Thought Leadership

ICON 2021 Recap: Drew Herdener on the Evolution of Amazon’s Comms Team

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When Drew Herdener joined Amazon in 2003, the company was evolving from its early successes as an online bookseller.

In his role as a consumer PR manager, he was helping spread the word on new product groupings such as sporting goods and baby essentials.

“In those days, we focused on making sure people knew about the latest categories that Amazon was in,” said Herdener during a virtual fireside chat with PRSA’s CEO Linda Thomas Brooks on Oct. 4 — the first day of ICON 2021. “It has been amazing to watch the transformation of the industry over that time. For me, we started with less than 10 people in comms. Now we have several hundred.”

Today, Herdener is vice president of worldwide communications. During an insightful 30-minute conversation, he shared his thoughts and observations about the transformation of Amazon’s communications team as well as the PR profession.

Drew Herdener In his nearly 19 years at Amazon, Herdener has seen Amazon’s PR function move from a retail-consumer focus to a multifaceted approach that includes employee communications, social media, executive communications and reputational marketing.

“It’s rare now that we see résumés that come in, or have people even define themselves in the organization as PR [people],” he said.

At the same time, the audiences that they serve continue to grow to include employees, customers and policymakers.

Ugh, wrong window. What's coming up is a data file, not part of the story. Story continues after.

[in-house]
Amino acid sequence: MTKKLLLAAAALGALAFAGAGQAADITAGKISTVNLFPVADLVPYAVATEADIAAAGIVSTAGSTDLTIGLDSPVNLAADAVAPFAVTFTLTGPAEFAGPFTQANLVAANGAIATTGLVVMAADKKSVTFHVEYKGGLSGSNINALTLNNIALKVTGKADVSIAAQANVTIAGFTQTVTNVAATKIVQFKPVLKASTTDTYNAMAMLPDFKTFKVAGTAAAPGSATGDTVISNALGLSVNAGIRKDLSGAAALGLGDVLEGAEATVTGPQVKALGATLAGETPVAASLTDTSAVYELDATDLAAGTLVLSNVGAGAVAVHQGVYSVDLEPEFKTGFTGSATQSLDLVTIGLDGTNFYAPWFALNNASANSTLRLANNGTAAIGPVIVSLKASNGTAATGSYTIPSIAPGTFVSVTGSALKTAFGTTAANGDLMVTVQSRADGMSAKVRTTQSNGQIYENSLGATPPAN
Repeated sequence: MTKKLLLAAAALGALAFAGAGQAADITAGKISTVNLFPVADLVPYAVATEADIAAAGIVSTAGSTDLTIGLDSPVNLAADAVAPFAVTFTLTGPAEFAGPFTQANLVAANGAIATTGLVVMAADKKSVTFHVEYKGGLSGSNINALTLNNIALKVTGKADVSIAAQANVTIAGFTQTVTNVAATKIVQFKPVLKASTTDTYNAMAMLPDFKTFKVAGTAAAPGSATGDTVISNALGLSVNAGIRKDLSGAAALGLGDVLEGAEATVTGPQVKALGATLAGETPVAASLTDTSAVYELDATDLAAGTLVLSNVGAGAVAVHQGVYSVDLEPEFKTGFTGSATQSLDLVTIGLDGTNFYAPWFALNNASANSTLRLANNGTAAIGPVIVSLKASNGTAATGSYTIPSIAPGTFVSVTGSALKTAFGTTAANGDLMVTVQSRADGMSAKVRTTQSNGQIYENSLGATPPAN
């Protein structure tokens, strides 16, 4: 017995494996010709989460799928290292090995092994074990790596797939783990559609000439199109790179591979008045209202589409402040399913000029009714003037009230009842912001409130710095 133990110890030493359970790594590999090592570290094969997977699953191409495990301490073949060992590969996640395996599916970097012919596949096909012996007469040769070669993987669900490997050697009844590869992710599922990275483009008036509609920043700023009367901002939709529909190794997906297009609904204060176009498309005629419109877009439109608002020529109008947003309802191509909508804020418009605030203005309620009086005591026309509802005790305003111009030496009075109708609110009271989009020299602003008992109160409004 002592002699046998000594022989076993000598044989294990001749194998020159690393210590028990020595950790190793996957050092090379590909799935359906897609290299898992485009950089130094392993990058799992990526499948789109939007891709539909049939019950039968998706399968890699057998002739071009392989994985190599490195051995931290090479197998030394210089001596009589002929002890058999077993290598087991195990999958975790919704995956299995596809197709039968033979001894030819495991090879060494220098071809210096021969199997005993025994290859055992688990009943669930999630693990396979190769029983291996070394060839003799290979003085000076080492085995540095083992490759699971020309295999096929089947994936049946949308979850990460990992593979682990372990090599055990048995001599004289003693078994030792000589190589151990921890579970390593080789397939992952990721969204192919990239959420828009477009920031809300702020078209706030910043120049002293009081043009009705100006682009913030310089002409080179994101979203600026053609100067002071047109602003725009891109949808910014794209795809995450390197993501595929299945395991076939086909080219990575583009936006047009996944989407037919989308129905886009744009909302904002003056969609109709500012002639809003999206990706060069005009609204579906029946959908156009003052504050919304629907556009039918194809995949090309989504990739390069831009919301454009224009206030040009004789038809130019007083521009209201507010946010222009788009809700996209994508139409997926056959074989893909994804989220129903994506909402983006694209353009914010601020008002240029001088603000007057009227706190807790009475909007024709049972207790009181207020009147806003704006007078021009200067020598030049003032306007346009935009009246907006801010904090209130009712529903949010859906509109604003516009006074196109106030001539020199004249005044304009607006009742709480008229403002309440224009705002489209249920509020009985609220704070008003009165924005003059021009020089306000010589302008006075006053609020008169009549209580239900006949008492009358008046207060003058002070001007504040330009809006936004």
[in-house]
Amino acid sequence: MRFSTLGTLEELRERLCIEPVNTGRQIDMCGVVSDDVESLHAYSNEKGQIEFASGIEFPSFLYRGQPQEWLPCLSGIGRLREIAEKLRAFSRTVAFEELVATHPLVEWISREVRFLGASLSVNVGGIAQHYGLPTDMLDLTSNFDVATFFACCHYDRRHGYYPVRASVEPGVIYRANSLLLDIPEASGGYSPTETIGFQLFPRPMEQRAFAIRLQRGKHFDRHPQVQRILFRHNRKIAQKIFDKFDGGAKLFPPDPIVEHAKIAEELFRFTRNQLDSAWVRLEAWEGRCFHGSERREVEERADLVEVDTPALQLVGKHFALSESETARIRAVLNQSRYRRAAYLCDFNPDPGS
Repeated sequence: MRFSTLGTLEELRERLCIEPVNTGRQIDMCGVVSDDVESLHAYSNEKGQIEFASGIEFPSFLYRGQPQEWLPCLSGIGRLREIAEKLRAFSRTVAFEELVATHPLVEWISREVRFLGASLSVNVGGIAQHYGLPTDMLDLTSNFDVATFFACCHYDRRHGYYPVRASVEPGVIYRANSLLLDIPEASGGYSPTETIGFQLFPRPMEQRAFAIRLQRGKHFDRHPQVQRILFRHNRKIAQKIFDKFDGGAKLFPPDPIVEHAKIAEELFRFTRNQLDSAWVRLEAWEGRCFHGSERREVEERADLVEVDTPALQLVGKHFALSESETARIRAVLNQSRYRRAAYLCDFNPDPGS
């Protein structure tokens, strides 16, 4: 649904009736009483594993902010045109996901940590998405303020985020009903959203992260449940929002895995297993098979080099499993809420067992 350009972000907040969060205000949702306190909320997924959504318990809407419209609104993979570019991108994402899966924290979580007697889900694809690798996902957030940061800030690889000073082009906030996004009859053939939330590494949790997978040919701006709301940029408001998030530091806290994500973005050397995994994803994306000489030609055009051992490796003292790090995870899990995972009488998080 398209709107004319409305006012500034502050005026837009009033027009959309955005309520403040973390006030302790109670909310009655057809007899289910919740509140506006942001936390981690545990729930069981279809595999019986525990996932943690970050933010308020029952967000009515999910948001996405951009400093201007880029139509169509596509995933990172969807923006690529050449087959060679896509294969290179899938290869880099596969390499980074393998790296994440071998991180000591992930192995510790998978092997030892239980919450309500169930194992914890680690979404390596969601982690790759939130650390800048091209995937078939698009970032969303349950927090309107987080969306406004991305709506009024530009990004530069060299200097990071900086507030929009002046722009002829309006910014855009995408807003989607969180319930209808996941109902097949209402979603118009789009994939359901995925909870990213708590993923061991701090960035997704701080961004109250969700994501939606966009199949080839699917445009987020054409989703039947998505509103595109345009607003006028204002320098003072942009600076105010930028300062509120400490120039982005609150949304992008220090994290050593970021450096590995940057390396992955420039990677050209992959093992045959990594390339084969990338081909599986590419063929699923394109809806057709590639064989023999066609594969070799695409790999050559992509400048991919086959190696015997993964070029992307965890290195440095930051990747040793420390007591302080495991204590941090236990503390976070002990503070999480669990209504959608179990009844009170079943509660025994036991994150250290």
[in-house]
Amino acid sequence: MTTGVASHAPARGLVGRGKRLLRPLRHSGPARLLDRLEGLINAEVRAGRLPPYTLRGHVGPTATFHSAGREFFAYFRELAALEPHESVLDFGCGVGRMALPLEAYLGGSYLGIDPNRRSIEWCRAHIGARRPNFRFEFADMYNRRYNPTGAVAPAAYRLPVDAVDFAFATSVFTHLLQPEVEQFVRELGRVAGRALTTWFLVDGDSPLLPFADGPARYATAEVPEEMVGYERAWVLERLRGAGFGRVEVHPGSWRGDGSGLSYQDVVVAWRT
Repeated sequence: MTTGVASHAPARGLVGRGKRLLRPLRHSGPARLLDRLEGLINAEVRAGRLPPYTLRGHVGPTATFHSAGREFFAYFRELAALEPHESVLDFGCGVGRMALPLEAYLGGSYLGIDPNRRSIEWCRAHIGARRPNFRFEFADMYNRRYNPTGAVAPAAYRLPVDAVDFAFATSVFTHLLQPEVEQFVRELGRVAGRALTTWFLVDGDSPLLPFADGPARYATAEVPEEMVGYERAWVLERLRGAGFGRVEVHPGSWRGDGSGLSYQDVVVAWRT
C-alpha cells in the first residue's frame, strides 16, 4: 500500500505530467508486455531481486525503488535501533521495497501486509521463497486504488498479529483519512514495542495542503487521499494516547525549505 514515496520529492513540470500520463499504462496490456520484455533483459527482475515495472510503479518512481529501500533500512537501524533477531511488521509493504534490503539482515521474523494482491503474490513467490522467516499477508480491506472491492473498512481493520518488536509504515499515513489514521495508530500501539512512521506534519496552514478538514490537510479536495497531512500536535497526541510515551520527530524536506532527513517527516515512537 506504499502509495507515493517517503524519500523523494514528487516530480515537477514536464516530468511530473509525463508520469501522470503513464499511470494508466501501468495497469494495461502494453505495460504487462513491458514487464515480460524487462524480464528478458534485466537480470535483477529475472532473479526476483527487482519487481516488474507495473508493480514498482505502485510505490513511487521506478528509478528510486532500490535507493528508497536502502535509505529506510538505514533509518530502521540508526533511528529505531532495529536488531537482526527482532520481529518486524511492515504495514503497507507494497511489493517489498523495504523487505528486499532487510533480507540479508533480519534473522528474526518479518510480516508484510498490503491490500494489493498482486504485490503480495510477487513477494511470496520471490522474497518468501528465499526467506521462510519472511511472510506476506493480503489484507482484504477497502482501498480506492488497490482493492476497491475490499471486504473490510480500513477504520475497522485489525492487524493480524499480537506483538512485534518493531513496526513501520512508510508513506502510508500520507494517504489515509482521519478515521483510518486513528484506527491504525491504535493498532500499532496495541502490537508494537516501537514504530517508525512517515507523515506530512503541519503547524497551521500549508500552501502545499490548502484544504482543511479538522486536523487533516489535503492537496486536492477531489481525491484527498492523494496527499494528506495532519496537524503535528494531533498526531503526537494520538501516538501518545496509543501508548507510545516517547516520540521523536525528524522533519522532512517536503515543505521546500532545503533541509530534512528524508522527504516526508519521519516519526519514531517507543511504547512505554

“We’ve had to become much more data-driven. Anyone in PR has had those long conversations about proving the value of PR,” he said. “For us, we leapfrogged counting clips and assigning value.”

Several years ago, Amazon invested in what they call the research and strategy team, now with staffers to work with customers and policymakers to make sure that they understand the company’s intentions.

“At the end of the day, that’s the ultimate output for us — making sure people understand the company and our intentions,” Herdener said. “That is traditionally the advertising and marketing function. We built our version of it in comms, and it has helped us be much more targeted and strategic. It has been empowering for the teams.”

A facts-first approach to crisis management

Thomas Brooks also asked how Herdener and Amazon’s communications team manages a crisis or potentially challenging news cycles.

“The very first question out of the company is always: ‘What are the facts?’ Leadership at Amazon is very truth-seeking, always looking to get to the root of what’s going on,” he said. “We figure that out, then communicate it.

“As a company of our size, there are going to be accidents and mistakes that happen,” he continued. “As senior leaders, the most important thing to do as a company is to figure out what happened and try to prevent it from happening in the future.”

Given today’s lightning-fast news cycle and the ability for social media posts to quickly go viral, it’s critical to balance process and speed to market.